Mahan leads by one after first round at Doral
DORAL, Fla. – Ryo Ishikawa of Japan woke up to learn of devastation at home and managed to keep his mind on golf Friday, finishing off a first round of 7-under 65 that left him one shot behind in the Cadillac Championship.
Ishikawa always checks the news each morning, and this was a stunner – one of the largest earthquakes to hit Japan spawned a tsunami that slammed the eastern coast and left hundreds dead or missing.
“I was able to communicate with my family,” Ishikawa said. “If not for that, it would have been extremely difficult.”
He said he lives about 250 miles away from Sendai, the city closest to the center of the epicenter of the 8.9 magnitude quake.
Hunter Mahan faced seven holes to complete the opening round and shot 64 to take the lead. Tiger Woods added a birdie in three holes for a 70, while Phil Mickelson hit two balls into the water on the par-5 eighth for a double bogey and a 73.
Martin Kaymer, in his second week at No. 1 in the world, opened with a 66.
Even so, most of the attention was on the 19-year-old sensation. Ishikawa already has won nine times on the Japan Golf Tour, the first one as a 15-year-old amateur. His star treatment in Japan is as close to what Woods gets as any other golfer in the world.
Only this time, the questions about golf were limited.
“If you can imagine, it’s beyond being a distraction for me,” said Ishikawa, who chose to use an interpreter. “I’m worried for the whole country. The fact that I was finally able to communicate with my parents did help me feel so much better. I just tried to focus, but it is a battle out there for me.”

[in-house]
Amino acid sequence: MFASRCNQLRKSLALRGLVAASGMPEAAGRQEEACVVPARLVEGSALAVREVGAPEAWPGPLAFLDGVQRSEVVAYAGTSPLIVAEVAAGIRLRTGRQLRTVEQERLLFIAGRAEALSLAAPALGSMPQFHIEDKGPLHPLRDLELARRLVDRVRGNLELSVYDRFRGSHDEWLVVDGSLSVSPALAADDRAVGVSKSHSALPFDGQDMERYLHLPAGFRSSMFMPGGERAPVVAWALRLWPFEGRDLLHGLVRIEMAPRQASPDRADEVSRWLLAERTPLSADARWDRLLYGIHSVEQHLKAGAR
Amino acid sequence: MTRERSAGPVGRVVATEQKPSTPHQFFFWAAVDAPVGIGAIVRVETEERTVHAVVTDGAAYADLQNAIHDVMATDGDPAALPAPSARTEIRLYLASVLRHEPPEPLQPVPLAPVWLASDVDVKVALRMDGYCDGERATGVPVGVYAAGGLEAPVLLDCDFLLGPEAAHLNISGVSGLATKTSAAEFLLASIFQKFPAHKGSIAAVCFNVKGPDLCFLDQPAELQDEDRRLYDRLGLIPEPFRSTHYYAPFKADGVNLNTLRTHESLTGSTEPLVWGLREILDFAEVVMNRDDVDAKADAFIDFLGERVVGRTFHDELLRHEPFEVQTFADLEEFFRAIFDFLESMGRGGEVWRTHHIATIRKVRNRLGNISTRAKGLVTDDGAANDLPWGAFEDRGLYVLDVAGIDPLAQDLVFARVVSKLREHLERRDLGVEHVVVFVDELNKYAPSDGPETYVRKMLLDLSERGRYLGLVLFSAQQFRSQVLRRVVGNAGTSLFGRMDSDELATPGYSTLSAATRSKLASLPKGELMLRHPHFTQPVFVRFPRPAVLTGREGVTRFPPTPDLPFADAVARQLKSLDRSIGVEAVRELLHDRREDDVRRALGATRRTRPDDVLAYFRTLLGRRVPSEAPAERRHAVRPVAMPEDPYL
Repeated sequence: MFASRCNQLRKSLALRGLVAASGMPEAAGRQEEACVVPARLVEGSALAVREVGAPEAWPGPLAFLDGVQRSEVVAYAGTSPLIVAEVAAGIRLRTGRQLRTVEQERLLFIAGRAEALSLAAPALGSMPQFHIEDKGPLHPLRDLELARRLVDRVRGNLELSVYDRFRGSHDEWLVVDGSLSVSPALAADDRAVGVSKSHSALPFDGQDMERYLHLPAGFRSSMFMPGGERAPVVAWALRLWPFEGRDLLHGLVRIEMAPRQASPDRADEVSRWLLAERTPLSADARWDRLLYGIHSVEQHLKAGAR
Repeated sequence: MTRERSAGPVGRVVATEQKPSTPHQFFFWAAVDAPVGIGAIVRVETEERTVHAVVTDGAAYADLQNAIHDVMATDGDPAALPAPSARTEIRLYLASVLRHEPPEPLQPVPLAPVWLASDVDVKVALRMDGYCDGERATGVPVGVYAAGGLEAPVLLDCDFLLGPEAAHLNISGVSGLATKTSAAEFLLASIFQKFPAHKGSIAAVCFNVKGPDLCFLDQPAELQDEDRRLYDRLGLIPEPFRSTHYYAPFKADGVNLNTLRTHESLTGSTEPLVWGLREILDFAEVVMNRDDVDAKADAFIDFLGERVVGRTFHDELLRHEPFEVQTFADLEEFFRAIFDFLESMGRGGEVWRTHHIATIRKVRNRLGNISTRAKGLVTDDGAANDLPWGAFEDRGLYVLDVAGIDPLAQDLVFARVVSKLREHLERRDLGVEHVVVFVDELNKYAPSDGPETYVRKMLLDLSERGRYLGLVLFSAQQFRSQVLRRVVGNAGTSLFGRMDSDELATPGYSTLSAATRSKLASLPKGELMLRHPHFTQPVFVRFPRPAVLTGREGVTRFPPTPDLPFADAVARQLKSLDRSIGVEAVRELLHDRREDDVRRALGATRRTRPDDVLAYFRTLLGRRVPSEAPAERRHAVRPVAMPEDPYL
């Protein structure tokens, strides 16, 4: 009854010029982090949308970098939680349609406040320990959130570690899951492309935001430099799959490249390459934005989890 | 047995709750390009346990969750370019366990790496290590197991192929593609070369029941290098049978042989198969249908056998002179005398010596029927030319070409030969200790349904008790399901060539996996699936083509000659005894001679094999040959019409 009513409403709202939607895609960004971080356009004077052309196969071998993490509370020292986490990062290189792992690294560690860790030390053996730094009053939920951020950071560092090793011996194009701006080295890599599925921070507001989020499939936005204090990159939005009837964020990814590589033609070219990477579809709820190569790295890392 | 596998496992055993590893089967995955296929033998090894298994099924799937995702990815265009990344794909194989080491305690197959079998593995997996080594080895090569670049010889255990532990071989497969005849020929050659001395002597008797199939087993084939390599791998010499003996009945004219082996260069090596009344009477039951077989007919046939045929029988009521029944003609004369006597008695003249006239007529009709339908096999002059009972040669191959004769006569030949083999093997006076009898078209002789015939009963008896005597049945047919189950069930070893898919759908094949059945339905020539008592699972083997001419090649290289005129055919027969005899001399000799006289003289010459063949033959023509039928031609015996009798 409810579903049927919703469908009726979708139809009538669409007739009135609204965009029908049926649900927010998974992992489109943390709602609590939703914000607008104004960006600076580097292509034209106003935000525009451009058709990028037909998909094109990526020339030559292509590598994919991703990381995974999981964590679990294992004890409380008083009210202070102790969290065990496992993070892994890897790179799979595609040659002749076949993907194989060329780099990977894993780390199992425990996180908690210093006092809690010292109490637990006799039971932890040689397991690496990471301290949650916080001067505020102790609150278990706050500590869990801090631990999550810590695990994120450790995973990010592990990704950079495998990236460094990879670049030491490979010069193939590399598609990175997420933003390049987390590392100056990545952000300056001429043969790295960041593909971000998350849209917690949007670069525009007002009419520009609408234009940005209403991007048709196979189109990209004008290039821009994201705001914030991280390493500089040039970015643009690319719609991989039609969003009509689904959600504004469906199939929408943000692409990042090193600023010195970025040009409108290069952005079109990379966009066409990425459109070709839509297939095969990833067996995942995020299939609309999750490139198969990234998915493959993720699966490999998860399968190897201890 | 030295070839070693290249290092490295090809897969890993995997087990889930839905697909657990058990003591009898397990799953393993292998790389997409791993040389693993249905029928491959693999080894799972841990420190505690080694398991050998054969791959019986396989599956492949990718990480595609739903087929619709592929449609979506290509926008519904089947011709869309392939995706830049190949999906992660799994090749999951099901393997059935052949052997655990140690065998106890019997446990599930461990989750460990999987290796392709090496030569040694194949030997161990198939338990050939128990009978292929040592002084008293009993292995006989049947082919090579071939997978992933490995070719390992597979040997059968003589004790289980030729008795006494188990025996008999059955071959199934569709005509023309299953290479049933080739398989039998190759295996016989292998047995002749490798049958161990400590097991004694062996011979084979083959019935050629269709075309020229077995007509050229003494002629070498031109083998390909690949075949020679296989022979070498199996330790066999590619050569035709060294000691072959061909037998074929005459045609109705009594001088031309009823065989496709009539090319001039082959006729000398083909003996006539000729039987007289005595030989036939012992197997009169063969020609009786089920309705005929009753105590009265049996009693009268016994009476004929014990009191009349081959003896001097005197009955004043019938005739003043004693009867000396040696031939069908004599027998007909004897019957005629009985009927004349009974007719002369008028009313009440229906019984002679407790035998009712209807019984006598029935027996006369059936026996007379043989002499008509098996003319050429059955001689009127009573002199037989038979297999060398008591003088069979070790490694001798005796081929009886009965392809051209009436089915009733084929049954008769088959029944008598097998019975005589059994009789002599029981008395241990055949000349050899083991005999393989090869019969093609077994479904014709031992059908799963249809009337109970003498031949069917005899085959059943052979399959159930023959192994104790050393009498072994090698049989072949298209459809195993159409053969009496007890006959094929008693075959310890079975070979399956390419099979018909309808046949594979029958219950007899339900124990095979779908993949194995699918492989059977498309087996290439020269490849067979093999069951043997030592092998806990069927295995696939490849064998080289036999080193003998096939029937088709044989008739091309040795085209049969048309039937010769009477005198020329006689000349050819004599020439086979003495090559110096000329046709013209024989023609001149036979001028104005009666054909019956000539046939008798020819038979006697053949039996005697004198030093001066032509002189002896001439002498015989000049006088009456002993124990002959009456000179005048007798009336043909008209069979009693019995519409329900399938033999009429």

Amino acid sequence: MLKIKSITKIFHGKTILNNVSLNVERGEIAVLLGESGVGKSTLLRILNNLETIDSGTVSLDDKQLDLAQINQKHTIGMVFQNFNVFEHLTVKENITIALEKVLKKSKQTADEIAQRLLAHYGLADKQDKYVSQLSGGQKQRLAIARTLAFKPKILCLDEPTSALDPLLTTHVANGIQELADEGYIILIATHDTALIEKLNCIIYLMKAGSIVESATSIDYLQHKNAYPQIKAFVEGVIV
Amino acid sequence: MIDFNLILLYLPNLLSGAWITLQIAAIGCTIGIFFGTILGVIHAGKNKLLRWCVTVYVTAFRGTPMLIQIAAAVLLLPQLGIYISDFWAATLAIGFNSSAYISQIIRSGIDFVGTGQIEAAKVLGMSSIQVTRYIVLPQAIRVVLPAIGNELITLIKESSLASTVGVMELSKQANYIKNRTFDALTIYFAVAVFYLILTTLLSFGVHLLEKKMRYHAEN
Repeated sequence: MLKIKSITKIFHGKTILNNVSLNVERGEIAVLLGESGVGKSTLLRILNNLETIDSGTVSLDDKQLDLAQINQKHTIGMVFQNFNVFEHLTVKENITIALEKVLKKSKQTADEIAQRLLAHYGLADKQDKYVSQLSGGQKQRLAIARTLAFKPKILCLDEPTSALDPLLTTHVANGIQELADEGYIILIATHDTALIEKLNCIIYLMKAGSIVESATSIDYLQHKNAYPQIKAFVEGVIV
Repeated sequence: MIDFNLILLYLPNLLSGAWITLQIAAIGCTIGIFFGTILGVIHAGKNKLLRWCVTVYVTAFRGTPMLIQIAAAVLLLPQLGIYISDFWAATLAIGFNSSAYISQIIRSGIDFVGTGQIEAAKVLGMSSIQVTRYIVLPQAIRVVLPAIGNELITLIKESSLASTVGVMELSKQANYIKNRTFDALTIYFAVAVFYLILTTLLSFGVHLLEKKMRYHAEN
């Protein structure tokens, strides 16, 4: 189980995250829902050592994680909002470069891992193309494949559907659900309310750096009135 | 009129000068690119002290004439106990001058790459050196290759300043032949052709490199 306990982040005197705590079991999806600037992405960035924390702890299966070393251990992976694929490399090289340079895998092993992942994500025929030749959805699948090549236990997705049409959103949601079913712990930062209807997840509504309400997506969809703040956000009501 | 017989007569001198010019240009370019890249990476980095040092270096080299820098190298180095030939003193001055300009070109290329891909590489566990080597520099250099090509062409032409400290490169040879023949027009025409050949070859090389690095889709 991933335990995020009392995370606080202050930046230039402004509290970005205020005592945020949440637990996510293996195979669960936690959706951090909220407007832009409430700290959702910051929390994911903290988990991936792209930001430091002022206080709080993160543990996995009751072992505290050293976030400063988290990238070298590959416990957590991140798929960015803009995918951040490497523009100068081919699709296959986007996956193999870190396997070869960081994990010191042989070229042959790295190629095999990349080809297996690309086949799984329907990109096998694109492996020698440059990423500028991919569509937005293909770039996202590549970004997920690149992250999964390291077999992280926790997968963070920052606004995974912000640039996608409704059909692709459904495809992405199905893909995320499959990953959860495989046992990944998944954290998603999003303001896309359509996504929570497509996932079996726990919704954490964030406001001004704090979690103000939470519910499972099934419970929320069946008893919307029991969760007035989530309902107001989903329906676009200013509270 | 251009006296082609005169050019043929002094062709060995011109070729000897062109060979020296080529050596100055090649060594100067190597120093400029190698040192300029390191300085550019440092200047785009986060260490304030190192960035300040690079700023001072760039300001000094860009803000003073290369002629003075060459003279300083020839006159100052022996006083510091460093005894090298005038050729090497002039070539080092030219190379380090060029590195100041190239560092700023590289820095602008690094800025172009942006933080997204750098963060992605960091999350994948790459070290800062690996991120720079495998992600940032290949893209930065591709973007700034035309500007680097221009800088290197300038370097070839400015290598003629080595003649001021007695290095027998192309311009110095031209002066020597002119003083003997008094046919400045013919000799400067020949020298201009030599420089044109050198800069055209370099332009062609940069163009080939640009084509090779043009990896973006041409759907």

He said even in hometown of Saitama, the magnitude was 5.0, “so I just hope that everybody else around will be safe, as well.”
With so much on his mind, it was a remarkable debut at Doral for Ishikawa. He had to miss this World Golf Championship a year ago because of his high school graduation.
Despite his overwhelming success in Japan – Ishikawa shot 58 in the final round to win The Crowns last year – it has not translated well in America. His best finish was reaching the third round of the Match Play Championship a year ago. He has made the cut in only two of the five U.S. majors he has played.
This was a strong start, especially with a chilly, whipping wind that he faced for the six holes Friday to complete the first round. The opening round was delayed because of a storm system that topped two TV towers and the monster scoreboard on Thursday.
“Wide fairways, no out-of-bounds,” Ishikawa said in English with a smile as he walked away from his interview. “I like this course.”
Mahan, the only American to win the last five World Golf Championships, apparently feels the same way. He missed only two greens in the opening round, failing to save par from a front bunker on No. 7, which played into the wind.
He answered with a wedge downwind to inside a foot for birdie on the eighth to atone for his only mistake.
Kaymer picked up a late birdie on the 16th to finish two shots back.
“Yesterday it was a scoring day,” Kaymer said. “There were a lot of birdie chances. Today, you have to keep it together to make pars.”
The group at 67 included Nick Watney and Luke Donald, who at No. 3 in the world played in the 1-2-3 grouping with Kaymer and Lee Westwood. Westwood made three bogeys before finishing with a birdie for a 70.
Padraig Harrington, Rory McIlroy, Adam Scott and Vijay Singh were in the group at 68.
Woods and Mickelson went opposite directions in the three holes they played. Mickelson followed a bogey on No. 7 with two shots in the water at the par-5 eighth. The tee shot landed on a cart path and bounced into the water, and his next shot caught a slope leading up to the green and turned into the pond.
Woods hit 5-iron from 176 yards into the wind on the seventh hole and had to make a 6-footer for his two-putt par. Going the opposite way on the eighth, he hit a 7-iron from 210 yards just left of the green and got up-and-down for birdie.
The second round was to begin Friday afternoon on schedule.
“Guys are not going to be shooting low numbers now,” Woods said. “This is a tough wind because obviously the strength; also the coolness that it brings in there because the ball is not flying very far.”